The journey of Indian coffee began around 400 years ago.
India has around 409.69 thousand hectares of area under coffee production.
Production of Indian coffee has grown 15 times since 1950-51.
Karnataka is the largest coffee producing state of India.
Italy is the top export destination for Indian coffee.
India is the only country that grows its coffee under a well-defined two-tier mixed shade canopy that comprises evergreen leguminous trees.
India is the third largest producer of Robusta coffee and fifth largest producer of Arabica coffee in the world.
A variety of spices and fruits like pepper, cardamom, vanilla, orange and banana can be grown with coffee plantations in India.
The coffee regions of India have diverse climates, which makes them ideal for producing different varieties.
India has been producing a tremendous variety of high quality coffees for over 150 years.
Indian coffees are generally mild and low on acidity, known for their exotic full bodied taste and fine aroma.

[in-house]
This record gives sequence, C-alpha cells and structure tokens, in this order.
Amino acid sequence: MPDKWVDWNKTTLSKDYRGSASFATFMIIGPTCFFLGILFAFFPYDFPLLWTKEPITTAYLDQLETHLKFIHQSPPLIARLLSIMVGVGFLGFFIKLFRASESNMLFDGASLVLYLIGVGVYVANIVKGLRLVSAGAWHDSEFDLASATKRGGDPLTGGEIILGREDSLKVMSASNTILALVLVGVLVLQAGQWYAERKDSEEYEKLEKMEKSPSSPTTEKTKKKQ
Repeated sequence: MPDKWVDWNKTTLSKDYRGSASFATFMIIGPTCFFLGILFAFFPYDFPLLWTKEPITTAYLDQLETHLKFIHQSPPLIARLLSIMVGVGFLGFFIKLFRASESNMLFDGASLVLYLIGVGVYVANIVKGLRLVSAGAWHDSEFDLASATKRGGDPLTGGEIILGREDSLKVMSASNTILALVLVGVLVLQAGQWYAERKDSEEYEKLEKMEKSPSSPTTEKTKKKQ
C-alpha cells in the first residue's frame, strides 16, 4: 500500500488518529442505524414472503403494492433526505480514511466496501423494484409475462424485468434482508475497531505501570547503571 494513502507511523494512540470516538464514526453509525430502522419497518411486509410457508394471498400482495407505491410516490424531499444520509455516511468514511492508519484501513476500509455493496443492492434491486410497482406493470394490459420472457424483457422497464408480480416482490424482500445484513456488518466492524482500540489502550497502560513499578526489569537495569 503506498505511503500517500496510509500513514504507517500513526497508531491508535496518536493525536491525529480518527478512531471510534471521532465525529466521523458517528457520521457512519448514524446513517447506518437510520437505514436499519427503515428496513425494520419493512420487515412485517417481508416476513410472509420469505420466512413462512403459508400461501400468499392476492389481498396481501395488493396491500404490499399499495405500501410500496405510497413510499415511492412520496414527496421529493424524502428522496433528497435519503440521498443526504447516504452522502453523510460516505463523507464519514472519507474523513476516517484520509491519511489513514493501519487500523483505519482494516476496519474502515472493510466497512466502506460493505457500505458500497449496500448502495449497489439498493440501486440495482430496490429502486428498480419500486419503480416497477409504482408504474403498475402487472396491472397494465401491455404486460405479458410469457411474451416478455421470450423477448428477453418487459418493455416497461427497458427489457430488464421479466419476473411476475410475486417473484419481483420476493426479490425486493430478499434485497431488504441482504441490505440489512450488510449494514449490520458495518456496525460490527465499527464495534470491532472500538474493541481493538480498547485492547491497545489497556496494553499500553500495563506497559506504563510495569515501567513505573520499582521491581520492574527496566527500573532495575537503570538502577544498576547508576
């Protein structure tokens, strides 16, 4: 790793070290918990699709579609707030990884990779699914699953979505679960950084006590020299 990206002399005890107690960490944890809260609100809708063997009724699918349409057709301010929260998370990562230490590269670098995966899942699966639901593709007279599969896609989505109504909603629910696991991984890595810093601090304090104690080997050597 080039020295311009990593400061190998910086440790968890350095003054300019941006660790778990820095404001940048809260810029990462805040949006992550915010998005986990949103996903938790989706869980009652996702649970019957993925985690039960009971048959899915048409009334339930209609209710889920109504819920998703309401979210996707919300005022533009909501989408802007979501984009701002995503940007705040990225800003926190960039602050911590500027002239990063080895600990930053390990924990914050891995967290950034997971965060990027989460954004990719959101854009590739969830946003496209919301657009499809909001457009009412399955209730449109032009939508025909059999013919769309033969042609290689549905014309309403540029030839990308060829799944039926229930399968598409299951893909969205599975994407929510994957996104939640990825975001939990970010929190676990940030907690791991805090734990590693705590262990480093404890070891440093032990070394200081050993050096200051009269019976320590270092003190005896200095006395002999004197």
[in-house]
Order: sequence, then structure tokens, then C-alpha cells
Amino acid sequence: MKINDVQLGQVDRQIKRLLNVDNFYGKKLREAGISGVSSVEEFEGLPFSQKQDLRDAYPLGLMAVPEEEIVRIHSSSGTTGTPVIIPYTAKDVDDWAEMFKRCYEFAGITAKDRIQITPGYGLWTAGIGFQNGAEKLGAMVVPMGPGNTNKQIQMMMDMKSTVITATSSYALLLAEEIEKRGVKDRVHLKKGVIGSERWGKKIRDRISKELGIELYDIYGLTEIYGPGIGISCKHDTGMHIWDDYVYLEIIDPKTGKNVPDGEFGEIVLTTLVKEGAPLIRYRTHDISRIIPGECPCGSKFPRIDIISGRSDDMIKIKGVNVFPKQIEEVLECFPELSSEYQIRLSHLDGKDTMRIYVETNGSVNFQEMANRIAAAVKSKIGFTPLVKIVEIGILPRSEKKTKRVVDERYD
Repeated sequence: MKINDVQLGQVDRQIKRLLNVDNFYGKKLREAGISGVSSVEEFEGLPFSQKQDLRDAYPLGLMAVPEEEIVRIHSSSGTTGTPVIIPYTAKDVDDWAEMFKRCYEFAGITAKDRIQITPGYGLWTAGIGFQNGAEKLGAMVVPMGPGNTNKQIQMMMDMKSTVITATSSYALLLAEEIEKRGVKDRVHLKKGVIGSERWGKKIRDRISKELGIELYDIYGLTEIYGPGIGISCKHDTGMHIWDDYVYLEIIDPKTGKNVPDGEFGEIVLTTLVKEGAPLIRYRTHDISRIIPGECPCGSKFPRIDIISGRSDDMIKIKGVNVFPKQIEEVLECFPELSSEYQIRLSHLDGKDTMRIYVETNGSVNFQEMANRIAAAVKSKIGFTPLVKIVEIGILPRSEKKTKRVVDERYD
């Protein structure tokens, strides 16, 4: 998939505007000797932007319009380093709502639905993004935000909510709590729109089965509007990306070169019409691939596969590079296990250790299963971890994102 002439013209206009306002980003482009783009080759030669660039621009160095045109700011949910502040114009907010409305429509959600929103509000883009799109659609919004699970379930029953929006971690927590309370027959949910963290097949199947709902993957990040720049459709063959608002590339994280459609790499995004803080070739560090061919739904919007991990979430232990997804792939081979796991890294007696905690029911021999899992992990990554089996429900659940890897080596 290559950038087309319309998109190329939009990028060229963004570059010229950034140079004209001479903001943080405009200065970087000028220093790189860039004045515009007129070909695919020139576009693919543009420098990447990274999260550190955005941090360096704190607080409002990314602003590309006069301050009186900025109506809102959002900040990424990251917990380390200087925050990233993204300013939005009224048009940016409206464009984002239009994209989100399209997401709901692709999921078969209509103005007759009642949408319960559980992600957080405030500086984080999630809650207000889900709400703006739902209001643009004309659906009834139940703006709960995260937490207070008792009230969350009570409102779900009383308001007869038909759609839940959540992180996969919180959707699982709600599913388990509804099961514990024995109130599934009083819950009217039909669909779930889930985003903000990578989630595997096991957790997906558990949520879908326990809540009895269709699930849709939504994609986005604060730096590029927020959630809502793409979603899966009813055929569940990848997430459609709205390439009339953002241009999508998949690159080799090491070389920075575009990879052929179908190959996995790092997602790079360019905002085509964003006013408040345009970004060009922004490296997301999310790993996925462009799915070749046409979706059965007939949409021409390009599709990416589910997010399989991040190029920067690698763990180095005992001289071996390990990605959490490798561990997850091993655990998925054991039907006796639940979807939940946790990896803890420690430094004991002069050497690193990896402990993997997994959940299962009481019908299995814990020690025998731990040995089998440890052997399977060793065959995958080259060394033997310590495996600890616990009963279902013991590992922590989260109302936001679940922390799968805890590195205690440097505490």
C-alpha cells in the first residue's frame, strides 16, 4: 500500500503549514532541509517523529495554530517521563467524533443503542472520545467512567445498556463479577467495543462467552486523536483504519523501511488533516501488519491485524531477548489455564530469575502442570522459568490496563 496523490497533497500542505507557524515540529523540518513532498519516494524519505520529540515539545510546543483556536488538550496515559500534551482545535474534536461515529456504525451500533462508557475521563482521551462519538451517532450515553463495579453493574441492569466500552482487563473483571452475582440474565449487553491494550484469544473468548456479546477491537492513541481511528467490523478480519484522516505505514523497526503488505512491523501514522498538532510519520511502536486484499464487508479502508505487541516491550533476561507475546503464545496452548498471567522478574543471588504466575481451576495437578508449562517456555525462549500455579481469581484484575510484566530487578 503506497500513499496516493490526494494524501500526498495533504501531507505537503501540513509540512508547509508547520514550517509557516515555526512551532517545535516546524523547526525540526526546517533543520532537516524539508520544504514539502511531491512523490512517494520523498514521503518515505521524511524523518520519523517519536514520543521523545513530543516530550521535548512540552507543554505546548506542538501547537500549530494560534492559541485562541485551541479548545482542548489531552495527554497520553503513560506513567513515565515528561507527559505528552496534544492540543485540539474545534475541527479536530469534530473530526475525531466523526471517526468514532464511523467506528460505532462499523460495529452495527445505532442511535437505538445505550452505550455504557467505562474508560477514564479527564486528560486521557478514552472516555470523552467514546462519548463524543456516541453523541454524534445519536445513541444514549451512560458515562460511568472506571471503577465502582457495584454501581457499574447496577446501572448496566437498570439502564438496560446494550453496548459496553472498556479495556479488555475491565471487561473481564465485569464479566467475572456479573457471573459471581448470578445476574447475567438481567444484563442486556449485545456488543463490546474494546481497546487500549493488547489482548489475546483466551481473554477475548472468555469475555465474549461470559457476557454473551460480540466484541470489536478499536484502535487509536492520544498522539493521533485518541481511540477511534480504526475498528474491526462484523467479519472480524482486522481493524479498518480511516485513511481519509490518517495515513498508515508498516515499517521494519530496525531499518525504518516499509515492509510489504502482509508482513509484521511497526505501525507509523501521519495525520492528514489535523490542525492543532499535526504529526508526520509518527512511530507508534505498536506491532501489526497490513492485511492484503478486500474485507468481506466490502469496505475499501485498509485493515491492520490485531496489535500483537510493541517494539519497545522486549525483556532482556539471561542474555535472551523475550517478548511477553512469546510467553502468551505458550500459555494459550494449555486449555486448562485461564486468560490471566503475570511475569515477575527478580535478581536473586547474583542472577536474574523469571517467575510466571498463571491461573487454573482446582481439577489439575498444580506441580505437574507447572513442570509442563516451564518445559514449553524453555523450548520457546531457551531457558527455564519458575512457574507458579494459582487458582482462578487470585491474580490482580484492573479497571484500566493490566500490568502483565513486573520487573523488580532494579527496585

Coffees of India are entirely hand-picked and sun-dried.
The Western Ghats form the backbone of India’s coffee industry.
The traditional coffee growing regions in the three southern states of Karnataka, Kerala and Tamil Nadu produce 98 per cent of the country’s coffee.
Indian coffee growing regions have diverse climatic conditions, which are well suited for cultivation of different varieties of coffee.
Chikmagalur is known as the Coffee Country of India.
Coorg is India’s largest coffee producing district with an economy intricately linked to coffee cultivation.
Coffee research in India dates back to the late 19th century.
India offers 13 regional variations of scintillating Arabicas and Robustas.
Indian Robusta is highly preferred for its good blending quality.